Shifting Gears: Arabic to English
Al-Khalil Al-Riyami comes to the University of Minnesota from Oman, the oldest independent state in the Arab world. He attests that the differences between the Twin Cities and his native country are vast. But from difference comes inspiration, possibility, and learning—all things that have come to Al-Khalil through his study of the English language in the Minnesota English Language Program (MELP). We took a moment to ask Al-Khalil a few questions about his background and his experience with MELP.
What is one of the biggest differences between Minnesota and Oman?
The food! The main dish back home is meat, like chicken or fish, with lots of spices and herbs over rice. In Minnesota, I had a hard time finding the spices I was used to. One American food I love is steak on the grill. I eat it three times a week in the summer with A1 Steak Sauce.
The language is also a big, obvious difference between Minnesota and Oman. In Oman, I spoke Arabic. Here, it’s all English.
What made you choose to study at the University of Minnesota?
The U was recommended to me by my adviser at the Embassy in Oman. I asked my dad about the University of Minnesota, and he said he knew three things about it: good education, good transportation system, and bad winters. When I arrived on campus, I didn’t speak any English at all and I got lost a lot. The campus is enormous! But MELP helped me learn and adjust.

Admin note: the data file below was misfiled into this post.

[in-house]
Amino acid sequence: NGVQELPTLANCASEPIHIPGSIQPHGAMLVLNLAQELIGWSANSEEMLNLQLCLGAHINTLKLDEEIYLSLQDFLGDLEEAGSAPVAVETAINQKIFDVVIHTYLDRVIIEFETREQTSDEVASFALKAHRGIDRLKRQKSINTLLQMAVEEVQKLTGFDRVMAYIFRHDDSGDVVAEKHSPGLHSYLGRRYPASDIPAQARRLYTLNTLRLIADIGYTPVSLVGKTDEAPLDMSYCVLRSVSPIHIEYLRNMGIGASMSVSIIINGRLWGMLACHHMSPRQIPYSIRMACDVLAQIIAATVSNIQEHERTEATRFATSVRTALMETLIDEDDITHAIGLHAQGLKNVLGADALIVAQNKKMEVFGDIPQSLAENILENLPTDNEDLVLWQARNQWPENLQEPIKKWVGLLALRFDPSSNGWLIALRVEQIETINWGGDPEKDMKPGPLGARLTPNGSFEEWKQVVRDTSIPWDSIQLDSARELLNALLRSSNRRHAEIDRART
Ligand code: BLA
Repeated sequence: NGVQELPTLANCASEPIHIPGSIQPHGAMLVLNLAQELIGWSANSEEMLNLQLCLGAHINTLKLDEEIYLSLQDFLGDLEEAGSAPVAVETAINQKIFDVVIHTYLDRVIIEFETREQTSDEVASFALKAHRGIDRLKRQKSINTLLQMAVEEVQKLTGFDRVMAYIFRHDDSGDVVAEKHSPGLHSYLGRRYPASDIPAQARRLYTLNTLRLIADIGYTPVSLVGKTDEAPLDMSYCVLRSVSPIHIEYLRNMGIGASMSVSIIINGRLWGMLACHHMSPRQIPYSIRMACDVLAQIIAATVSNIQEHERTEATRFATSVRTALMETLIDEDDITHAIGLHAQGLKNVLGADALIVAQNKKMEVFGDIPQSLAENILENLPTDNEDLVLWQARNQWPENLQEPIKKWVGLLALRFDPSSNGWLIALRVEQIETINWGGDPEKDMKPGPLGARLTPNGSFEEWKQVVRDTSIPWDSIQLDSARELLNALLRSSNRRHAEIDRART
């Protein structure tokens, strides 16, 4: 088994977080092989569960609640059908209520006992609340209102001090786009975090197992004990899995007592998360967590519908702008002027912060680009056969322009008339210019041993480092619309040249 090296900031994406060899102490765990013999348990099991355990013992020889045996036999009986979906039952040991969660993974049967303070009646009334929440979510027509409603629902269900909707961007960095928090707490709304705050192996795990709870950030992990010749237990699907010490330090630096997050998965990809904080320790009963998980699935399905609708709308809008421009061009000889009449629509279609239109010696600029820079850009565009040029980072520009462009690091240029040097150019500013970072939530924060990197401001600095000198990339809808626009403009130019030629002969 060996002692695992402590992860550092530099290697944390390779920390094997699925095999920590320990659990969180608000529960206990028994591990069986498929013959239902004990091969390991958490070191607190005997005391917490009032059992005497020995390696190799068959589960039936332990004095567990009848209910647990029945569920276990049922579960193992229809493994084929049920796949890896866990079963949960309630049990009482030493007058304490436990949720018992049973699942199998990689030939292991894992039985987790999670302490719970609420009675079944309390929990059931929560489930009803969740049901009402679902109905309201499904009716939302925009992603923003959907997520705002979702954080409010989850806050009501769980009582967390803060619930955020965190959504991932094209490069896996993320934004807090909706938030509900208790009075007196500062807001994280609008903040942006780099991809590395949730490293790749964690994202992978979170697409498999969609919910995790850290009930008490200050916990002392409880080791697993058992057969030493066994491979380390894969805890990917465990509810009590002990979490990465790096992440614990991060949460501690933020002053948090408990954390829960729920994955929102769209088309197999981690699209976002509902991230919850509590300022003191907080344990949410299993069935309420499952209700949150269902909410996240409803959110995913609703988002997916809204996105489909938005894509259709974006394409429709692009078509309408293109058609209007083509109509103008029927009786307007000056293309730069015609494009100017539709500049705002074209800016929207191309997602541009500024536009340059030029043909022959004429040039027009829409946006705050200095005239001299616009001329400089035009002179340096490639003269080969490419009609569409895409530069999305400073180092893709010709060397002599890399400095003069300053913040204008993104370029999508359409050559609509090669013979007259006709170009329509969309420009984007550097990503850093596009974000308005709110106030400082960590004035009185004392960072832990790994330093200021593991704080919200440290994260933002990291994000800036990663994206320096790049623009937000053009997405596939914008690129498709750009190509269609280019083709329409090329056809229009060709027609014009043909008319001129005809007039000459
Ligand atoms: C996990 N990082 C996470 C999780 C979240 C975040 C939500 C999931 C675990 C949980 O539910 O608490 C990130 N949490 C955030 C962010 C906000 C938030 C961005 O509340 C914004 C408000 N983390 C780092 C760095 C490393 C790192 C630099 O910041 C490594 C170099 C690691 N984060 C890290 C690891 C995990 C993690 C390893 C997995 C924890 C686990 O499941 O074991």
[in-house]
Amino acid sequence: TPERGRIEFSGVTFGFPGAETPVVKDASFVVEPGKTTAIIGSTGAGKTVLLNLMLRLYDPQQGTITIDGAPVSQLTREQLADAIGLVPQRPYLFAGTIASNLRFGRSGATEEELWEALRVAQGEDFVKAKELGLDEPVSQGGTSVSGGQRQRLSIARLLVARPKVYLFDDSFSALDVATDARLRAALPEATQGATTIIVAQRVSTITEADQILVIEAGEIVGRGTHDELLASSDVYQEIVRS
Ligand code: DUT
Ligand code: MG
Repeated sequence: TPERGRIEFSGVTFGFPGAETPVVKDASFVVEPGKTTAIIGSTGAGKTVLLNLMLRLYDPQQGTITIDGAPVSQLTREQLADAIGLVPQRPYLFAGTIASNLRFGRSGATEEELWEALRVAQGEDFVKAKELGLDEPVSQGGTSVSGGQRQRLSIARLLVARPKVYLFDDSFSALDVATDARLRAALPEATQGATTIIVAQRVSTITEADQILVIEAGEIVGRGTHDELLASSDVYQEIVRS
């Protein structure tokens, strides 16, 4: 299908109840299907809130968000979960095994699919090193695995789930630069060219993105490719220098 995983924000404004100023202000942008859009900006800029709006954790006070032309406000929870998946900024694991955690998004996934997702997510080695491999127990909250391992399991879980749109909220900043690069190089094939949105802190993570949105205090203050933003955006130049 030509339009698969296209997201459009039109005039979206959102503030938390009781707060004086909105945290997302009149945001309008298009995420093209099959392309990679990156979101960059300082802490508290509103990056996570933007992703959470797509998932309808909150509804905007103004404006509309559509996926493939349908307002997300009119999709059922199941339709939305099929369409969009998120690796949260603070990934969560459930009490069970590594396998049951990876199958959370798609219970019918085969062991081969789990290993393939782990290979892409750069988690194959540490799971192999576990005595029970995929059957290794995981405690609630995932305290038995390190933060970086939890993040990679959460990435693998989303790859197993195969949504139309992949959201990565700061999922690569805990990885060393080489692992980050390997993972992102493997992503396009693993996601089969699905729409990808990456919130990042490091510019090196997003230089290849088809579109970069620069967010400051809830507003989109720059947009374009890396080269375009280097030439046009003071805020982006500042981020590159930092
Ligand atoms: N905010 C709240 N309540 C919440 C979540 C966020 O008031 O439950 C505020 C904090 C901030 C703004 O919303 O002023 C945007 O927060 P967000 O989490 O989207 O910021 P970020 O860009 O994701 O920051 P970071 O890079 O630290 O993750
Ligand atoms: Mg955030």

Tell us about your experience with MELP? What did you like about it?
At MELP, I had to start learning English at the very beginning, moving through every single course slowly as I picked up the language. English is the language I need in order to live in Minnesota, so it was essential that I learn it. MELP helped me learn and adjust to the culture shock.
What are you studying now at the U?
I’m studying mechanical engineering, and I’ll have a minor in business. It’s a lot of work, but it’s rewarding.
What is the best part about speaking English?
Speaking one common language like English opens doors to new opportunities. I can go to pretty much any country now and speak a language that people understand. That means I’ll have opportunities to travel more, and travel more comfortably.
The hardest part about learning English is forgetting your native tongue for a while so you can learn the new language.